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Beowulf: Fiction or History?

  • Ruth Beechick
  • 2004 6 May
  • COMMENTS
Beowulf: Fiction or History?

Beowulf had an unusual name. It means bee-wolf. Some old English people (Saxons) called the bear a bee-wolf. A bear’s face was dog-like, or wolf-like, and it often nosed into beehives to eat honey. People thought it was eating bees, so they called it a bee-wolf. The man Beowulf became a powerfully strong fighter, so he gained that name too.

Beowulf was born in the Middle Ages, A.D. 495, in Denmark. At the age of seven, he was sent to southern Sweden where he lived with his grandfather, and later his uncle, who were kings in the tribe of Geats there. When his uncle died, Beowulf rejected the chance to become king. Instead, he agreed to be guardian for a ten-year-old prince while he was a child-king.

Beowulf and the Monsters
Beowulf liked adventure more than ruling the land. A band of warriors adventured with Beowulf. In those days warriors often vowed loyalty to their lord, or leader, and a group trusted and respected each other and risked their lives for each other. They shared the plunder they gained through victories. Beowulf with his band of warriors fought and killed monster animals.

One kind of monster was called “wormkind,” large serpent creatures that lived in hidden lairs sometimes near a swampy lake. At high tide the lakes could be connected with the sea, so monsters could traverse from one environment to the other if they liked. The wormkind that lived deep in the sea were called sea dragons. A species of sea dragon was the wave-thrasher (ythgewinnes in Old English) that swam along the surface.1 Vikings carved these onto the prows of their ships to try to ward off real dragons. As if land and sea monsters weren’t enough, villagers also were threatened with huge flying reptiles. Books today have dinosaur names for these various monsters. The flying kinds are called pterosaurs. Most dinosaurs are extinct now or almost so, but now and then some sightings show that a few survivors remain in the world.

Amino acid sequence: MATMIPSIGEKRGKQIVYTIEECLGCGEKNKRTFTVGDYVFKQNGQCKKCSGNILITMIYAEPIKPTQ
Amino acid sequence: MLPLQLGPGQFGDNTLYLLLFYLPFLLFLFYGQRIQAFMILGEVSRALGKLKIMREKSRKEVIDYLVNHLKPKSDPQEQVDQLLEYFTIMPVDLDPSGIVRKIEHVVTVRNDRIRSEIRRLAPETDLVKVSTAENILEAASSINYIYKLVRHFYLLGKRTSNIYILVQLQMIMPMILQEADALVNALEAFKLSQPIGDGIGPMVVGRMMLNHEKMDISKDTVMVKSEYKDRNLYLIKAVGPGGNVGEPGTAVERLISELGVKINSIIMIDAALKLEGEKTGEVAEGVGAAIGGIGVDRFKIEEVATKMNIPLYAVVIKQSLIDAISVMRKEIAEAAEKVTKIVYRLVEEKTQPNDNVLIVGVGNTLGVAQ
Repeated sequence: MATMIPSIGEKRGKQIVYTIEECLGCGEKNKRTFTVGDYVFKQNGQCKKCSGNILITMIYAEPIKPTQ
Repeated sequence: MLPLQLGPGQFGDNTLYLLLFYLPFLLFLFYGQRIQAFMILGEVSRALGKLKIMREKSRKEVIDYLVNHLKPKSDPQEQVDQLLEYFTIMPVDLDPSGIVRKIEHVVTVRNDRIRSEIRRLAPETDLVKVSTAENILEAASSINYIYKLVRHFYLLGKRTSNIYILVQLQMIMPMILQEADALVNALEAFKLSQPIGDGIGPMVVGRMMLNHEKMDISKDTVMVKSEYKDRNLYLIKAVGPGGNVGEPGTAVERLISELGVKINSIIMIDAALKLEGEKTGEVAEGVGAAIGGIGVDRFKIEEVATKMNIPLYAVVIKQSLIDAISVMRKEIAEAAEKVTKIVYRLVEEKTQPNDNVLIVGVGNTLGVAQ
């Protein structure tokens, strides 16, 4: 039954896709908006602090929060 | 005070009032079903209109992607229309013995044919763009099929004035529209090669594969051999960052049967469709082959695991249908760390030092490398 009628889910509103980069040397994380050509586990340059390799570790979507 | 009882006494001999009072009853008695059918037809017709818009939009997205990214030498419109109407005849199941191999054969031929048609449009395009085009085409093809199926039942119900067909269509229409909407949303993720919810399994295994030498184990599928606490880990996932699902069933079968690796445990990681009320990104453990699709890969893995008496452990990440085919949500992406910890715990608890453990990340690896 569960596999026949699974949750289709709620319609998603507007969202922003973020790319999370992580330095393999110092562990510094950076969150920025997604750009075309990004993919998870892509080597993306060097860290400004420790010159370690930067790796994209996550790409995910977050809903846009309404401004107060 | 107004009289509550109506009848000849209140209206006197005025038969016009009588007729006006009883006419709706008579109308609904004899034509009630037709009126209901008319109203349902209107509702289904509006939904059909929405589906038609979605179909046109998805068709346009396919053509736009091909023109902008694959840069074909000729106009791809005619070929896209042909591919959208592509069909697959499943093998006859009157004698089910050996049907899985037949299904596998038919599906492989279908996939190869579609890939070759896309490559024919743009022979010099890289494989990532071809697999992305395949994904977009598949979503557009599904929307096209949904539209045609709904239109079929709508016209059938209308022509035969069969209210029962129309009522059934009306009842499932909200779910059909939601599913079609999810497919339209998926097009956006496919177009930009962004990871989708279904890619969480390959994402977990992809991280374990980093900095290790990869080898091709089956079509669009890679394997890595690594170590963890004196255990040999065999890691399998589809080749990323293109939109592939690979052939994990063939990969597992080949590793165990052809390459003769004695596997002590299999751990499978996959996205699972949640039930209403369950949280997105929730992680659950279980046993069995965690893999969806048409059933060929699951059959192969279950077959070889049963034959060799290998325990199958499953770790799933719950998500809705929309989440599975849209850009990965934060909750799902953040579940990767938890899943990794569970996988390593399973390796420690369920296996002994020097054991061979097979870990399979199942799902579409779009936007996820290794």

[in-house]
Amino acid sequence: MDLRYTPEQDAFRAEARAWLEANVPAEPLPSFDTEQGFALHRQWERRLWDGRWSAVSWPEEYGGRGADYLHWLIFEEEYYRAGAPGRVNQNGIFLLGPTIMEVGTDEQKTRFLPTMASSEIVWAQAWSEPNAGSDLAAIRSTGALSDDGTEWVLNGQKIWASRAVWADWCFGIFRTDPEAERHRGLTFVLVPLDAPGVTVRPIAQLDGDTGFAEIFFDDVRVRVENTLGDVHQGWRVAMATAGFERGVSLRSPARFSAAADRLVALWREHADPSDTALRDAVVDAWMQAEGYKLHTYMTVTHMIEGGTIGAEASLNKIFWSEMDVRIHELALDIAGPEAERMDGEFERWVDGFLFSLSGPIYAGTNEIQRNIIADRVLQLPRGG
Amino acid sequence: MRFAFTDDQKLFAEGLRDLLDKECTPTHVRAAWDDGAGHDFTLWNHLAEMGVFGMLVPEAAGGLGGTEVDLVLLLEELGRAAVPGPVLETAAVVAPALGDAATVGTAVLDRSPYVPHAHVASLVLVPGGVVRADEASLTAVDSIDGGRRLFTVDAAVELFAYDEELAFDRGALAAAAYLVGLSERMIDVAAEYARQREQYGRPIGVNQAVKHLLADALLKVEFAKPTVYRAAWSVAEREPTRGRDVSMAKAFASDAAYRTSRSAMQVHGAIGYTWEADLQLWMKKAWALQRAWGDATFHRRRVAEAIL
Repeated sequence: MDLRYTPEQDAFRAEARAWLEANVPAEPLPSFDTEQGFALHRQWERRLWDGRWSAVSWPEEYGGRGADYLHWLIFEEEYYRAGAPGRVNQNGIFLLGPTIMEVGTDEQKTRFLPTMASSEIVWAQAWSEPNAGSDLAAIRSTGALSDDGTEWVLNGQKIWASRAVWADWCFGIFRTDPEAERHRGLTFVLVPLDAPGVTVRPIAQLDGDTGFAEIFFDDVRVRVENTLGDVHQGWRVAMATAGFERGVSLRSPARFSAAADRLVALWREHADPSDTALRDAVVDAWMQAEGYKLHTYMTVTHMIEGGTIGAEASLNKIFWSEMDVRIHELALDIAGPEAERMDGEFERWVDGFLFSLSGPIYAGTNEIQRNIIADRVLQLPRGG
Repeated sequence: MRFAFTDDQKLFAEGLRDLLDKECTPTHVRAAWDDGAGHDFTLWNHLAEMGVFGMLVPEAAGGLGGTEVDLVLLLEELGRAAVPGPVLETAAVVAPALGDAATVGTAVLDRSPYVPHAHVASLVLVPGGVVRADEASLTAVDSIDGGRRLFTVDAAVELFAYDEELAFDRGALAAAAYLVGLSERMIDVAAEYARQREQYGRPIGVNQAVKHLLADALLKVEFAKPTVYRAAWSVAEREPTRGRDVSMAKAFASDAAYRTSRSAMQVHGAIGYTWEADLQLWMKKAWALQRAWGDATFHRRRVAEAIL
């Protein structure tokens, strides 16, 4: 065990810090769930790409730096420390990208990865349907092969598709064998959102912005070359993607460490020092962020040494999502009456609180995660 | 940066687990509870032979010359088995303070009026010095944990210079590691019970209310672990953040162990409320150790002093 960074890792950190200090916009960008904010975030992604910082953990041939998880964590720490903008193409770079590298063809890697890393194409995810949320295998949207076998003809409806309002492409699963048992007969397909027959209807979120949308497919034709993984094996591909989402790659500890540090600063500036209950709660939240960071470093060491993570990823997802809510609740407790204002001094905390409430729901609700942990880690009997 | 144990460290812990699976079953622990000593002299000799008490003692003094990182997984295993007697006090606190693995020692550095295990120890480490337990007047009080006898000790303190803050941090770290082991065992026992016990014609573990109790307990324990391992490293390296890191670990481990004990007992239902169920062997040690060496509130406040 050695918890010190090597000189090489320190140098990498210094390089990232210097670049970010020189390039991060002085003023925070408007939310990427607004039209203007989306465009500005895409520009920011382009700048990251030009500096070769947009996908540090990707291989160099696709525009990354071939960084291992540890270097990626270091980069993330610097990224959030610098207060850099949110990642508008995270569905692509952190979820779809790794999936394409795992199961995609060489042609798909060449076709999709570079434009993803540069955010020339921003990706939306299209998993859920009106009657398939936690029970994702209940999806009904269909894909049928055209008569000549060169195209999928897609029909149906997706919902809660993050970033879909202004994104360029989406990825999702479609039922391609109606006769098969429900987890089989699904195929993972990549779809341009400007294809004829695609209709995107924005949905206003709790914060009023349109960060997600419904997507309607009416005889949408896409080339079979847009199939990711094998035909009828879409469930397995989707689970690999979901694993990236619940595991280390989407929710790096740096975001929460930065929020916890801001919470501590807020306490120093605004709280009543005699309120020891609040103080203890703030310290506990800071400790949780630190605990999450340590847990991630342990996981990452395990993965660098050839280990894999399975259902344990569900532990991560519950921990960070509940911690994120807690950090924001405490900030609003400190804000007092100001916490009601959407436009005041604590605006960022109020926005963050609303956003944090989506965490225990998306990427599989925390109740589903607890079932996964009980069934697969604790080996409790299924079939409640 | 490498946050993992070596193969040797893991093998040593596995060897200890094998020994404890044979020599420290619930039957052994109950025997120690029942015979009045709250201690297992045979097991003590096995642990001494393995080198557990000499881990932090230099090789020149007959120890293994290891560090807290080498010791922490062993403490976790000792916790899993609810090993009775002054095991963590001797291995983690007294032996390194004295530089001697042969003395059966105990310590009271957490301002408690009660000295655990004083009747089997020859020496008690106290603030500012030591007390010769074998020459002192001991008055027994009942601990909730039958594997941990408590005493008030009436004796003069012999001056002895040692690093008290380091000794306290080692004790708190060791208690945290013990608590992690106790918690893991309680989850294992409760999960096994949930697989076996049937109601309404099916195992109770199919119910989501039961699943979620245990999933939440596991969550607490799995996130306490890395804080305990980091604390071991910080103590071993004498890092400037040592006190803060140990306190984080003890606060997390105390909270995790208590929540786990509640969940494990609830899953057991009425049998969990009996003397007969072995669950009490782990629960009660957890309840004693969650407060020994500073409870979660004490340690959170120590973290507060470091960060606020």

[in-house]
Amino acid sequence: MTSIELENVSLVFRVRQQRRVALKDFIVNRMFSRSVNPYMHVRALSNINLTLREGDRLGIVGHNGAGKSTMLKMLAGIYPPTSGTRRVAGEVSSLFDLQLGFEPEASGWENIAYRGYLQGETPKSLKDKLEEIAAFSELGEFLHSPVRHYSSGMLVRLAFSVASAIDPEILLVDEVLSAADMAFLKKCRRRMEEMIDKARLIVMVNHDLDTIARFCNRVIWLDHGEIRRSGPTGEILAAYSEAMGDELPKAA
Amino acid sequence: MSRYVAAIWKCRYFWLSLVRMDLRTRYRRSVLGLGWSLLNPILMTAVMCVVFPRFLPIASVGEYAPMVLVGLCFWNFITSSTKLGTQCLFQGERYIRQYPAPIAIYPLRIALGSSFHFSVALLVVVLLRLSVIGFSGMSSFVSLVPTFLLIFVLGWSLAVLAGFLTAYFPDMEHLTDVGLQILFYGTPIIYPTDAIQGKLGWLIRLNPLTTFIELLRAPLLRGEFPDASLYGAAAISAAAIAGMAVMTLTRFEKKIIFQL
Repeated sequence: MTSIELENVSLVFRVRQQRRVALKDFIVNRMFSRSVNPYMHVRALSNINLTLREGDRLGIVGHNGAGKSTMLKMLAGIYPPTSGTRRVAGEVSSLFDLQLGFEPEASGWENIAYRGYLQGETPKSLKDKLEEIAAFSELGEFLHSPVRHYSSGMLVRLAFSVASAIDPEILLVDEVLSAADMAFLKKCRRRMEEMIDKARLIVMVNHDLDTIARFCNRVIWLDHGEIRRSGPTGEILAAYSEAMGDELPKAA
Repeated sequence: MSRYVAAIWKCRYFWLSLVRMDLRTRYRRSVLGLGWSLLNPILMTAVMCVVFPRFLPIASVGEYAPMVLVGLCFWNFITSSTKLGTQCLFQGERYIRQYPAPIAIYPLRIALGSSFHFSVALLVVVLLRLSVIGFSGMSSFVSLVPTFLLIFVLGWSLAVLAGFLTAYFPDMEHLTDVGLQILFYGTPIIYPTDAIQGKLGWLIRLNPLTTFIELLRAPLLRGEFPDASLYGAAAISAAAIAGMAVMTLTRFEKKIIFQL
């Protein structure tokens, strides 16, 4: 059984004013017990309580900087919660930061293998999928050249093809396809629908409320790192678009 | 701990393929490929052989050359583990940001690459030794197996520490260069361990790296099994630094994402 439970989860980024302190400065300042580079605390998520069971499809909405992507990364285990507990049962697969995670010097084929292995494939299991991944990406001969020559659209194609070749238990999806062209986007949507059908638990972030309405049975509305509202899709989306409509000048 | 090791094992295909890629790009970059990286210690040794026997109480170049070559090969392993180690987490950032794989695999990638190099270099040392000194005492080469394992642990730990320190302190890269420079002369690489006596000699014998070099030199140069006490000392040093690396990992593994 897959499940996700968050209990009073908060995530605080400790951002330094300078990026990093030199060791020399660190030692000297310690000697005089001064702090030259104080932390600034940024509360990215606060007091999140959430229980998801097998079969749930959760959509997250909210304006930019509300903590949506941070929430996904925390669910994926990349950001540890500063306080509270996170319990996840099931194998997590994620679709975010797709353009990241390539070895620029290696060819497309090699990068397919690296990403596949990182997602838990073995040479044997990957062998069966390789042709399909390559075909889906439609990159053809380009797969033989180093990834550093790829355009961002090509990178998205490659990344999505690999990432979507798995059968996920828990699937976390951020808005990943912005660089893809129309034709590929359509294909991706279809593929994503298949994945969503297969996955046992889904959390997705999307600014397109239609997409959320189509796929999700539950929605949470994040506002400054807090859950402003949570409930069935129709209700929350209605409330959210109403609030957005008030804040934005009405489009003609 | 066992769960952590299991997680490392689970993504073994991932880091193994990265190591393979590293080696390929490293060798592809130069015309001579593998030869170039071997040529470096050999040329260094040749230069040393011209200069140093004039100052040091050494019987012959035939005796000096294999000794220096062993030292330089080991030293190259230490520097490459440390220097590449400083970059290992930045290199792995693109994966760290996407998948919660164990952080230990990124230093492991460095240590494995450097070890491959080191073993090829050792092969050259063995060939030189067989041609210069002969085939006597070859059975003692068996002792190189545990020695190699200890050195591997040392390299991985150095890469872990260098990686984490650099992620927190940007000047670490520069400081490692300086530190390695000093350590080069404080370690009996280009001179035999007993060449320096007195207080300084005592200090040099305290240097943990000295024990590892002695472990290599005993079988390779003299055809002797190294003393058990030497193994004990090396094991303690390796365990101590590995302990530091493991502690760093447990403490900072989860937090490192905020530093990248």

The main monster in the story of Beowulf is Grendel. That is capitalized as though it is a proper name like Fido or Black Beauty. But it was a species of serpent. People spoke of grendels pond or grendels pit or grendels wood, naming them according to where they lived. Grendel in the story was a grendel mere because he lived in a large brackish pond full of coarse ferns. He probably had a loud, deep-throated growl. Hints about that are an ancient word grindill that means to bellow, and a Middle English word grindel that means angry.

Grendel lived in Denmark. He hunted at night, finding humans in the darkness and devouring them with his huge jaws full of teeth. Watchers were hired to guard at night, but sometimes they, too, were killed by the “mouth-bone.” The Danes were so terrorized they thought Grendel was worse than an animal. He was the enemy of God; he belonged in the devil’s hell.

For twelve years the Danes suffered from Grendel. Their swords and arrows and other weapons could not penetrate the monster’s hide. Then Beowulf, at twenty years of age, and his band of warriors sailed to Denmark. The king there knew Beowulf from his early childhood. He received the band gladly. He had heard of their success in clearing the Baltic sea lanes of numerous monsters and making the lanes safe for navigation. He knew, also, how they killed land monsters in Geat.

They feasted and sang in the king’s great hall. Then at dusk the Danes all went to their hiding places and the Geats, newly arrived from Sweden, slept in the hall—all except Beowulf. He lay awake watching. We know the story today because a poet of the times wrote it down in a powerful epic. He told in detail how Grendel broke the door and ate a man. Then he reached for Beowulf. Beowulf with his great strength grasped Grendel’s forearm. He knew that was the most vulnerable part. The creature had powerful hind legs, but his forearms were thin and weak. The hall rang with the noise of their fight that bounded from wall to wall. Other warriors tried to help but their swords were useless. Beowulf tore the creature’s arm from its shoulder. The sinews sprang apart and the bone joints broke. Grendel bellowed with pain and knew he would die. He fled home and bled to death in his joyless lair.

Later in the story Beowulf killed Grendel’s mother also. He returned to Sweden and was king for fifty mostly peaceful years. He died while once again conquering a monster.

Who Wrote Beowulf?